Apple's iPhone 6, 6 Plus dominate U.S. high end, Samsung Galaxy Note places

Canaccord Genuity survey of U.S. carriers finds that Apple leading the pack for high-end smartphones with Samsung's Galaxy Note 4 in third place.

Apple's iPhone 6 and iPhone 6 Plus continue to dominate at all four major U.S. carriers with Samsung's Galaxy Note 4 putting on a good show.

The takeaway: Big screen mobile devices are killing it. And these are the devices that consumers and prosumers are bringing to work. The latest data point about iPhone sales come from Canaccord Genuity's T. Michael Walkley, an analyst that conducts channel checks monthly.

With December quarter earnings reports landing this week and the rest of January, all eyes are on Apple and how many mobile devices it can sell. As noted earlier today, smartphone sales turbulence is impacting the supply chain and tech vendors. Apple is grabbing high-end market share and that's putting pressure on Samsung.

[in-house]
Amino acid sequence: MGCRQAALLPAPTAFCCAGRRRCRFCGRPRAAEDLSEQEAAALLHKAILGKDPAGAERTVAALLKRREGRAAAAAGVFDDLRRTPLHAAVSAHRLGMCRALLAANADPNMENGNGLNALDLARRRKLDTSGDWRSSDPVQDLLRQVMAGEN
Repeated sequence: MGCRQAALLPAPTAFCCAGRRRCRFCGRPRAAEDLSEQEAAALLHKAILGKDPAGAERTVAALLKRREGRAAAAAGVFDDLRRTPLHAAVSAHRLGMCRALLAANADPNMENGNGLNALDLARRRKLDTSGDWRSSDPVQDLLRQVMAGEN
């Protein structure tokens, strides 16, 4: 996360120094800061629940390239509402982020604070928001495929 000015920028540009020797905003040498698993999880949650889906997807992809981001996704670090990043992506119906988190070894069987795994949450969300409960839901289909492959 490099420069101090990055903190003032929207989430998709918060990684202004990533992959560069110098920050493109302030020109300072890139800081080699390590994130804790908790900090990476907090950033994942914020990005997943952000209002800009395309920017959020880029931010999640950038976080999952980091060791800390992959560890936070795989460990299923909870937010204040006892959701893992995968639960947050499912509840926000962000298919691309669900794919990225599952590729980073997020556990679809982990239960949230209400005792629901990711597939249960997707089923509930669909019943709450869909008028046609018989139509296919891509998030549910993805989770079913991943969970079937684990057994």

iphone-6-sales-december.png

Walkley wrote:

Our U.S. smartphone surveys during December and into January indicated strong demand and high-tier market share gains for the iPhone 6/6 Plus smartphones. While our surveys indicated gradually improving in-store availability for the higher memory (64GB and 128GB) iPhone 6/6 Plus models, we believe overall supply remains below consumer demand with popular 64 GB SKUs in tight to limited supply. With our surveys indicating very strong December quarter holiday sales with continued strong demand in January particularly for the higher-ASP higher memory models, we have increased our December quarter iPhone and overall Apple estimates.

In addition, Apple is acquiring customers as well as future upgrade cycles. Should supply catch up with demand, Apple is likely to capture more sales ahead of Android launches at the upcoming Mobile World Congress in March.

Other odds and ends:

  • Customers are gravitating to 64GB devices.
  • LG's G3 and Motorola Droid Turbo were also popular at carriers.
  • But Apple probably had more than 50 percent of U.S. smartphone sales in the quarter.

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